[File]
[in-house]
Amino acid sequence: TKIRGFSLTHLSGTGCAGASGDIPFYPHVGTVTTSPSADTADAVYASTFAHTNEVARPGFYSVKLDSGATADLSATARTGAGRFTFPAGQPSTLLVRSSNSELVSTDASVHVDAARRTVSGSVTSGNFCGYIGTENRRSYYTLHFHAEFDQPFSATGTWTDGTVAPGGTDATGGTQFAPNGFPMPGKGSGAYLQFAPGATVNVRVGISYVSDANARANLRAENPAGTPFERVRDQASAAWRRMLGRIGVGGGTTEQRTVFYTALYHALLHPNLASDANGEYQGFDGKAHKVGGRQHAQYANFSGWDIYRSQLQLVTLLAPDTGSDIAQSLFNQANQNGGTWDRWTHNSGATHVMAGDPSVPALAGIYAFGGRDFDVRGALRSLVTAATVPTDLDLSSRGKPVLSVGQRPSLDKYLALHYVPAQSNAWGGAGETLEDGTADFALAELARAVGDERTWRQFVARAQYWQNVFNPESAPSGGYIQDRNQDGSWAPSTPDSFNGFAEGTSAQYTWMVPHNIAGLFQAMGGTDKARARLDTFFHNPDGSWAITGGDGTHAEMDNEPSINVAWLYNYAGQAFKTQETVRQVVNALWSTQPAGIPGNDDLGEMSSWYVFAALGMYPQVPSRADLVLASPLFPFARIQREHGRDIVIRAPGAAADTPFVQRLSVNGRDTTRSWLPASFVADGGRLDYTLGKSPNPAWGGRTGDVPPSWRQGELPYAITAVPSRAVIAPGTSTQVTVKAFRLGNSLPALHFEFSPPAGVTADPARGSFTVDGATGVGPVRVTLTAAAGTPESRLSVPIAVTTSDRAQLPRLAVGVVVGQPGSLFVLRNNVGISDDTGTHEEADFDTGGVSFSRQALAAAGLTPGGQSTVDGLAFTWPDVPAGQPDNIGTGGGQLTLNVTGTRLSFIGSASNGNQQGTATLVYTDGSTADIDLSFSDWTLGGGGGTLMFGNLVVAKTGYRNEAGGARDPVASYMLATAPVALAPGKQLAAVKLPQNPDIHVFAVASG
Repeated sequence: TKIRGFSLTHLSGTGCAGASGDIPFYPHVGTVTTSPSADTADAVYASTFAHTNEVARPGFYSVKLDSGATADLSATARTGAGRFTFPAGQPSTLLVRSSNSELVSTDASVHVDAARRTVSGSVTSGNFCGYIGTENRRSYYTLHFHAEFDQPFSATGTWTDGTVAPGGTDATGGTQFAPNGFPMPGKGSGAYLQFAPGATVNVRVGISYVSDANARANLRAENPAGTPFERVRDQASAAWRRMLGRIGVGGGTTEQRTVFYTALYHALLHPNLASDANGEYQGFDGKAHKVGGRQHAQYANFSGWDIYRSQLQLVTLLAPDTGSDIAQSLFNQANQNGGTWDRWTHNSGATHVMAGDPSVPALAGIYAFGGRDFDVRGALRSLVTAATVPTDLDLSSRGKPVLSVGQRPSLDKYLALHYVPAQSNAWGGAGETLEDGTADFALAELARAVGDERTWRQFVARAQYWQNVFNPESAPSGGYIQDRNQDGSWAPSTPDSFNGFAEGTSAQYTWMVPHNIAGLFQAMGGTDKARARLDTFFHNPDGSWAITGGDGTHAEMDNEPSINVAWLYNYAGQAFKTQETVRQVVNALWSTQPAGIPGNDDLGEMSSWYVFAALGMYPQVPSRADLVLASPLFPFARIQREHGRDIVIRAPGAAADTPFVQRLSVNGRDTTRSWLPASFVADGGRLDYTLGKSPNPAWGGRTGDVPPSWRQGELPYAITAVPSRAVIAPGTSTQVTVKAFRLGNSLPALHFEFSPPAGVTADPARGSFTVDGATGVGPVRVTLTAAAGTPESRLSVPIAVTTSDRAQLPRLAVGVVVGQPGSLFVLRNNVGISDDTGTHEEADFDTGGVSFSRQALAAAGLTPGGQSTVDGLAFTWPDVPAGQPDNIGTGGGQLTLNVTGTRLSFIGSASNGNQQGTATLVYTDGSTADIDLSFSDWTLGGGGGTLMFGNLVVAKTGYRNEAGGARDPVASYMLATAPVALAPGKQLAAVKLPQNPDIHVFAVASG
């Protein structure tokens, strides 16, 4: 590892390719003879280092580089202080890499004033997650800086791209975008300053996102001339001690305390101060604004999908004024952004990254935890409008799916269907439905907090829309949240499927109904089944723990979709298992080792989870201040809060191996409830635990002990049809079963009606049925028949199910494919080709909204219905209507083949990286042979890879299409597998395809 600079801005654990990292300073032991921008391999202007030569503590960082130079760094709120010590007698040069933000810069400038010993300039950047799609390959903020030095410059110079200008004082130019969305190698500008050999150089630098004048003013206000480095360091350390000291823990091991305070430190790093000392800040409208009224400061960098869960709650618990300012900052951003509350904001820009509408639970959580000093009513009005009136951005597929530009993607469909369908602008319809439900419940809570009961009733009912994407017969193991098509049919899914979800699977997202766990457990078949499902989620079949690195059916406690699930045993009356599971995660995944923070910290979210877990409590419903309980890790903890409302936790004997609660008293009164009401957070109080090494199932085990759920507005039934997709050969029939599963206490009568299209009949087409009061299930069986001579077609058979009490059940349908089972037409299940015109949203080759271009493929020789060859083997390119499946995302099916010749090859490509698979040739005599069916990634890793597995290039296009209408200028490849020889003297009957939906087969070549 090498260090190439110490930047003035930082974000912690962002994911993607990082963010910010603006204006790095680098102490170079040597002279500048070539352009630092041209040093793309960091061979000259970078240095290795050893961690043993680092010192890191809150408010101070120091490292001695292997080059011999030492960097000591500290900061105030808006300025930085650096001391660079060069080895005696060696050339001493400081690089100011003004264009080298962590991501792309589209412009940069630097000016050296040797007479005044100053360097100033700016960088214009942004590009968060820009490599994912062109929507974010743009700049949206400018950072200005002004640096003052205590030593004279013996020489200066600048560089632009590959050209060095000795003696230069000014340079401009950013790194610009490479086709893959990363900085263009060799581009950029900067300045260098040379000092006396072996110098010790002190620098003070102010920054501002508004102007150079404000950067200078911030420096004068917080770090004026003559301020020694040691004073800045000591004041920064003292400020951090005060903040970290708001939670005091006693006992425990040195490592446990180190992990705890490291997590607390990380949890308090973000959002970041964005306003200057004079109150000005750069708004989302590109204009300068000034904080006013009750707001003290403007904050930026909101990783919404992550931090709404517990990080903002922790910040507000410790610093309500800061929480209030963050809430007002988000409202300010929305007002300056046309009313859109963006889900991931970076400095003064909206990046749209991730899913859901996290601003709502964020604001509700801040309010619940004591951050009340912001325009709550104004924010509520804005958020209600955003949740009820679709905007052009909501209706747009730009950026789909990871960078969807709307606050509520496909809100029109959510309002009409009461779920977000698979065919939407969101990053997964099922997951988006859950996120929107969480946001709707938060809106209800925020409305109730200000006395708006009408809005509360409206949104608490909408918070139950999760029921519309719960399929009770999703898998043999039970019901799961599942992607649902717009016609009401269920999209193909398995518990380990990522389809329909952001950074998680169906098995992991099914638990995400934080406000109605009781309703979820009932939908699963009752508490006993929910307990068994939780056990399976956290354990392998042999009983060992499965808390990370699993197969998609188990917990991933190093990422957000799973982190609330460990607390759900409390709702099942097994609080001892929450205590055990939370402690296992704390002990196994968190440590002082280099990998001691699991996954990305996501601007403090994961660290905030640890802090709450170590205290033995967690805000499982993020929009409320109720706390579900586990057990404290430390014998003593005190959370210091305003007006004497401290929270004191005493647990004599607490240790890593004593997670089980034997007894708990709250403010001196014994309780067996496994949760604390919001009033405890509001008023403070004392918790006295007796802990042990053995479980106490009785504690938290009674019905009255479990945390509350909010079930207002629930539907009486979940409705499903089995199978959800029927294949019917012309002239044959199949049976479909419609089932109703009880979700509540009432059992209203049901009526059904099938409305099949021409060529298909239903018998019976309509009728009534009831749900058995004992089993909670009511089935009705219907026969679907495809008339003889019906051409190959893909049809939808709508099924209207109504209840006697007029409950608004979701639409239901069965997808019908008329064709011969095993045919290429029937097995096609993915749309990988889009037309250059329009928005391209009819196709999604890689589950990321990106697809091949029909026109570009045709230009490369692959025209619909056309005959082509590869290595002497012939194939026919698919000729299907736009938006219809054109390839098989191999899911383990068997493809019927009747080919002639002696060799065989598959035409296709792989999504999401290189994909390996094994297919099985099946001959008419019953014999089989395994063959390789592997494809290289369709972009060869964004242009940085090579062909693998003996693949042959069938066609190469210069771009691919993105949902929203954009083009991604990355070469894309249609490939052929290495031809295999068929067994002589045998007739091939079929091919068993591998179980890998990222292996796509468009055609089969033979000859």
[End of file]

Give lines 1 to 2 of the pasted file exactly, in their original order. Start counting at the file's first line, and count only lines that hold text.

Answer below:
[in-house]
Amino acid sequence: TKIRGFSLTHLSGTGCAGASGDIPFYPHVGTVTTSPSADTADAVYASTFAHTNEVARPGFYSVKLDSGATADLSATARTGAGRFTFPAGQPSTLLVRSSNSELVSTDASVHVDAARRTVSGSVTSGNFCGYIGTENRRSYYTLHFHAEFDQPFSATGTWTDGTVAPGGTDATGGTQFAPNGFPMPGKGSGAYLQFAPGATVNVRVGISYVSDANARANLRAENPAGTPFERVRDQASAAWRRMLGRIGVGGGTTEQRTVFYTALYHALLHPNLASDANGEYQGFDGKAHKVGGRQHAQYANFSGWDIYRSQLQLVTLLAPDTGSDIAQSLFNQANQNGGTWDRWTHNSGATHVMAGDPSVPALAGIYAFGGRDFDVRGALRSLVTAATVPTDLDLSSRGKPVLSVGQRPSLDKYLALHYVPAQSNAWGGAGETLEDGTADFALAELARAVGDERTWRQFVARAQYWQNVFNPESAPSGGYIQDRNQDGSWAPSTPDSFNGFAEGTSAQYTWMVPHNIAGLFQAMGGTDKARARLDTFFHNPDGSWAITGGDGTHAEMDNEPSINVAWLYNYAGQAFKTQETVRQVVNALWSTQPAGIPGNDDLGEMSSWYVFAALGMYPQVPSRADLVLASPLFPFARIQREHGRDIVIRAPGAAADTPFVQRLSVNGRDTTRSWLPASFVADGGRLDYTLGKSPNPAWGGRTGDVPPSWRQGELPYAITAVPSRAVIAPGTSTQVTVKAFRLGNSLPALHFEFSPPAGVTADPARGSFTVDGATGVGPVRVTLTAAAGTPESRLSVPIAVTTSDRAQLPRLAVGVVVGQPGSLFVLRNNVGISDDTGTHEEADFDTGGVSFSRQALAAAGLTPGGQSTVDGLAFTWPDVPAGQPDNIGTGGGQLTLNVTGTRLSFIGSASNGNQQGTATLVYTDGSTADIDLSFSDWTLGGGGGTLMFGNLVVAKTGYRNEAGGARDPVASYMLATAPVALAPGKQLAAVKLPQNPDIHVFAVASG